The man on the bus and the Android duplicate apps problem

On my bus home tonight a man approached many of the pas­sen­gers and asked them if they knew how to use What­sApp. It seemed to me that he had learn­ing dif­fi­cul­ties, and I asked if I could help. He passed me his phone, and I saw that he was try­ing to install What­sApp, so I opened the Play Store, found it, and clicked the but­ton to install it. But it wouldn’t install; the process start­ed, then stopped, with­out expla­na­tion.

I jumped into the set­tings, and worked out that there wasn’t enough stor­age space on the phone. It was a mid-range Sam­sung device, with 8GB of stor­age, but it came pre­in­stalled with two of every­thing: browsers, office suites (Google and Microsoft), email clients, pho­to man­age­ment… every­thing. And none of it could be unin­stalled.

This is a con­se­quence of Google’s con­di­tions for get­ting the best from Android: if you want to use Google Play Services—which now brings many core fea­tures of Android that are no longer includ­ed in the Android Open Source Project—you have to install Google’s core apps. And as Sam­sung make no mon­ey from Google’s core apps, they also install their own alter­na­tives and pre­sum­ably take pay­ment from com­pa­nies like Microsoft to also pre­in­stall their soft­ware.

What this meant was that, after the core sys­tem files and all the pre­in­stalled apps, the phone was left with about 1GB of free stor­age. And pret­ty much all of that was tak­en by Face­book and Mes­sen­ger.

In the end, I delet­ed a load of data from Google Maps, which cleared up just enough to install What­sApp (but may cause him some future prob­lems, for all I know). I only hope he doesn’t want to take any pic­tures or down­load music, because there’s lit­er­al­ly no stor­age avail­able to do that.

What a sad, sil­ly, user-hos­tile sit­u­a­tion. Com­pet­ing busi­ness mod­els end up screw­ing the per­son that owns the phone, and many people—like Muham­mad, the man on the bus—are left with no idea why, or how to fix it.

It was a stark reminder to me of how much is tak­en for grant­ed when the needs of busi­ness are put above the needs of peo­ple.

Ten Years In: Finding Balance to Enjoy Twitter

Last week saw my 10th anniver­sary of being on Twit­ter (as @stopsatgreen). That’s a long time, but I’m still there and still active because I still get huge val­ue from it. I don’t want to down­play that, for some peo­ple, Twit­ter became very tox­ic and com­pelled them to leave; but for me, no oth­er net­work has come close to match­ing the expe­ri­ence it pro­vides.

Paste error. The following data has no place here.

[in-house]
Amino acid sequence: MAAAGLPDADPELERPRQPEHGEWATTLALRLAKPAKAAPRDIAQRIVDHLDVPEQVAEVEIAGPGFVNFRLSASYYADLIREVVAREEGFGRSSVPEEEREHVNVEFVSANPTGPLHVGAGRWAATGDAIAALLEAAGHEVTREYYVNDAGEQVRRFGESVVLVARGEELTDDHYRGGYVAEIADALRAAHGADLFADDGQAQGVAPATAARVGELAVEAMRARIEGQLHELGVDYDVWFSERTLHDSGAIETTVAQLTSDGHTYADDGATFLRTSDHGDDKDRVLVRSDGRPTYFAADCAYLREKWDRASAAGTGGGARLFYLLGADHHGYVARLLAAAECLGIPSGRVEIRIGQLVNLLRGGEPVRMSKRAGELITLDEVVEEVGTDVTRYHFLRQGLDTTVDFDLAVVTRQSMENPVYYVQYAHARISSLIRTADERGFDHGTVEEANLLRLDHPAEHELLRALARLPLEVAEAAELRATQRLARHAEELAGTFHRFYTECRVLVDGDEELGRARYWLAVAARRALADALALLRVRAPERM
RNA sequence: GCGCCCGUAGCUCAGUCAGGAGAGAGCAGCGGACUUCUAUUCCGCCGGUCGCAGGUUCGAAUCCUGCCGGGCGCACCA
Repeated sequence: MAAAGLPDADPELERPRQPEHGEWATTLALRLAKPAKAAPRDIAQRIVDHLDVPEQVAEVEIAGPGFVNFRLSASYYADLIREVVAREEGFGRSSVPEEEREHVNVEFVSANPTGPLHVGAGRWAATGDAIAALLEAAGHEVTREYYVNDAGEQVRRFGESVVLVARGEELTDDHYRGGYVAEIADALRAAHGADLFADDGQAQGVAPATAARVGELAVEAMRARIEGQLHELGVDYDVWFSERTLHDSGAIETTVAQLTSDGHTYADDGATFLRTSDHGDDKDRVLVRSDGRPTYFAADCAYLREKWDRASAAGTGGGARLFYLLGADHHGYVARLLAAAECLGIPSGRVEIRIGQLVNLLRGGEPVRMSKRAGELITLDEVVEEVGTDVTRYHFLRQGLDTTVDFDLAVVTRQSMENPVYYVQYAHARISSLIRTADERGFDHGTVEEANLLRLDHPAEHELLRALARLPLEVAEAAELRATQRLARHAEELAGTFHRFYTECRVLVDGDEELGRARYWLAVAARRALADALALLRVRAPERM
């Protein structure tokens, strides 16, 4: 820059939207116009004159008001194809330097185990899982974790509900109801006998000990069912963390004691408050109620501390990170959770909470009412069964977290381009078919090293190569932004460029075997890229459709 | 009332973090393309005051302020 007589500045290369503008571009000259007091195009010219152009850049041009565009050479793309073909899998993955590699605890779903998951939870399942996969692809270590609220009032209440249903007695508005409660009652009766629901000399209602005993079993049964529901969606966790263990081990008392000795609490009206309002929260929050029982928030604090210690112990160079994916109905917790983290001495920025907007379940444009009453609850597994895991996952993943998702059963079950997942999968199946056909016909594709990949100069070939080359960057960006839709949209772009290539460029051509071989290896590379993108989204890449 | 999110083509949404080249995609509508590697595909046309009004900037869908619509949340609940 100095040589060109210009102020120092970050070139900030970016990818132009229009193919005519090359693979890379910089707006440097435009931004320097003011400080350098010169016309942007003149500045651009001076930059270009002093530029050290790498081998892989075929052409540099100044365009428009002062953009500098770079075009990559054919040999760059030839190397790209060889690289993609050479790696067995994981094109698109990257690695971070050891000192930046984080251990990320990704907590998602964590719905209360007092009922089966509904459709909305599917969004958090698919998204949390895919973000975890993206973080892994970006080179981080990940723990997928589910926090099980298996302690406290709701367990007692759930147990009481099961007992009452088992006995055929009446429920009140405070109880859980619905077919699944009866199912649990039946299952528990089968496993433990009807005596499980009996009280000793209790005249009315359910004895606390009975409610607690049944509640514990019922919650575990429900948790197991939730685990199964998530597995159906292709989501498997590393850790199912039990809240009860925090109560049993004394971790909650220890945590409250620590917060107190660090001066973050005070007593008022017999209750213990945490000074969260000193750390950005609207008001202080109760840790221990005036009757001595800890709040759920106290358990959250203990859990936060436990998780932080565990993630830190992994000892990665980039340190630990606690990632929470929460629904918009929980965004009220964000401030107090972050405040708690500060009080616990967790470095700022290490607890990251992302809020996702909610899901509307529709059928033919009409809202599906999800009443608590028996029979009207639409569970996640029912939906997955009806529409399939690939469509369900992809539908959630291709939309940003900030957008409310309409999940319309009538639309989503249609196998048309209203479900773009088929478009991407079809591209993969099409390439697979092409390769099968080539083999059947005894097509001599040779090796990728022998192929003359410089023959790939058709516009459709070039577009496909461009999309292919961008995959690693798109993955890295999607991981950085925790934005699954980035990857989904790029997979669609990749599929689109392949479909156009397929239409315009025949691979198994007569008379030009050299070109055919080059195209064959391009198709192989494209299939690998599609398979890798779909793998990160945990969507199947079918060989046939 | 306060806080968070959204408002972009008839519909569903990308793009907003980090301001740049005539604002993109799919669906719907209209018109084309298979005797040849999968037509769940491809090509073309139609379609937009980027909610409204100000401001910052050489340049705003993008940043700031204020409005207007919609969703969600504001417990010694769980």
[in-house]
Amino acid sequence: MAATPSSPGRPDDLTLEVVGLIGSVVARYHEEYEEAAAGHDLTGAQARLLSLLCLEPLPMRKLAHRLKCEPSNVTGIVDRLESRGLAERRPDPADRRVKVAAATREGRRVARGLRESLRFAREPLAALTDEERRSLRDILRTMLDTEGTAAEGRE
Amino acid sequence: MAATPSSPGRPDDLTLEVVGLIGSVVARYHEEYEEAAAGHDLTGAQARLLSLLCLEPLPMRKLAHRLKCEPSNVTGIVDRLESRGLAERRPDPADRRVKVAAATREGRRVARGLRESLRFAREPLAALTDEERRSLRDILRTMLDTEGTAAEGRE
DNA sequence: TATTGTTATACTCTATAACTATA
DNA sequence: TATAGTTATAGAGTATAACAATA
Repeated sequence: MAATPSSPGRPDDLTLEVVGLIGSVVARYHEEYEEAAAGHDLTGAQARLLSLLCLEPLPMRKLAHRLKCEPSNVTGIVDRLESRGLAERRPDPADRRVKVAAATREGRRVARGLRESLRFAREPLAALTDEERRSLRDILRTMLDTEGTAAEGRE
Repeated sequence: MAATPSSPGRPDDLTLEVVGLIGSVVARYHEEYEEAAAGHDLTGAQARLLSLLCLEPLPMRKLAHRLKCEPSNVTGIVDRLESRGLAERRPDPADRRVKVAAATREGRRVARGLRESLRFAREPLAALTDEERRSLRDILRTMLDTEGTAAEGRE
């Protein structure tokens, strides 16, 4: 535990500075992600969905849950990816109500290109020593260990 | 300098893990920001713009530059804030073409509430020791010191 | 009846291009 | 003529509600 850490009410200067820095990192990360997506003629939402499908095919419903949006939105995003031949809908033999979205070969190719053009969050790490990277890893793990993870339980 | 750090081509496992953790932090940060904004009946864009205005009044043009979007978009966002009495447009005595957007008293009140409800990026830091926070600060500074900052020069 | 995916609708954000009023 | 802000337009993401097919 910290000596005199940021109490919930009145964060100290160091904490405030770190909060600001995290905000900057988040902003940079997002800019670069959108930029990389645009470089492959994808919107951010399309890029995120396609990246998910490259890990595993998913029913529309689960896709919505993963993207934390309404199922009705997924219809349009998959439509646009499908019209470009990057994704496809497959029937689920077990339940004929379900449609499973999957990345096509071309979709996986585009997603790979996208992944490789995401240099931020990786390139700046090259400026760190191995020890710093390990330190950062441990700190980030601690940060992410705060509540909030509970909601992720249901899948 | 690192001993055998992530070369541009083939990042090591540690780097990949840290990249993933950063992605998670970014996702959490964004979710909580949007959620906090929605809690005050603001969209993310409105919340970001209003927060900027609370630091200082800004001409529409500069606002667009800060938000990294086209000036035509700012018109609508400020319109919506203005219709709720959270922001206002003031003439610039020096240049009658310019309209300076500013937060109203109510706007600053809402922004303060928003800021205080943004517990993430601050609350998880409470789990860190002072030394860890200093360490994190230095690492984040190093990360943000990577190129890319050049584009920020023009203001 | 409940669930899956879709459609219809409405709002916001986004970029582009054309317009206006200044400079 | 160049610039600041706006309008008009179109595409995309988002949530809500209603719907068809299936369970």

Over the course of my ten years I’ve devel­oped a few rules that help me con­tin­ue get­ting the most from Twit­ter; keep­ing my time­line fresh,  inter­est­ing, and valu­able. I’ve shared them here on the off-chance that they’re use­ful to you too, dear read­er.

Con­tin­ue read­ing “Ten Years In: Find­ing Bal­ance to Enjoy Twit­ter”

Thinking Out Loud: Understanding Voice UI, and How To Build for It

At work, we talk a lot about ‘voice’; what is it good for? Is it the post-mobile plat­form? And our clients ask us a lot about ‘voice’, and how to build a brand­ed app. But I’m not sure every­one is talk­ing about the same thing; and I’m just as unsure that any­one knows what makes a real­ly good brand­ed ‘voice’ app. I mean, I’m fair­ly sure I don’t.

This arti­cle is my attempt at defin­ing what we’re talk­ing about when we talk about ‘voice’; and, based on my expe­ri­ence as a user and devel­op­er of ‘voice’, try­ing to nail down some of the oppor­tu­ni­ties for brand­ed third-par­ty apps.

Con­tin­ue read­ing “Think­ing Out Loud: Under­stand­ing Voice UI, and How To Build for It”

Staring At Their Screens

One com­mon phrase that’s guar­an­teed to rile me is when peo­ple are accused of ‘star­ing at their screens’. It’s usu­al­ly pre­fixed by ‘mind­less­ly’. This accu­sa­tion is espe­cial­ly often made of peo­ple on pub­lic trans­port or in cof­fee shops, not inter­act­ing with each oth­er but instead ‘star­ing at their screens’.

This morn­ing I did a quick stealthy sur­vey (OK, I looked over their shoul­ders) of my car­riage on the train to see what peo­ple were doing with their phones. Here’s the list—bear in mind that some peo­ple did more than one activ­i­ty:

Con­tin­ue read­ing “Star­ing At Their Screens”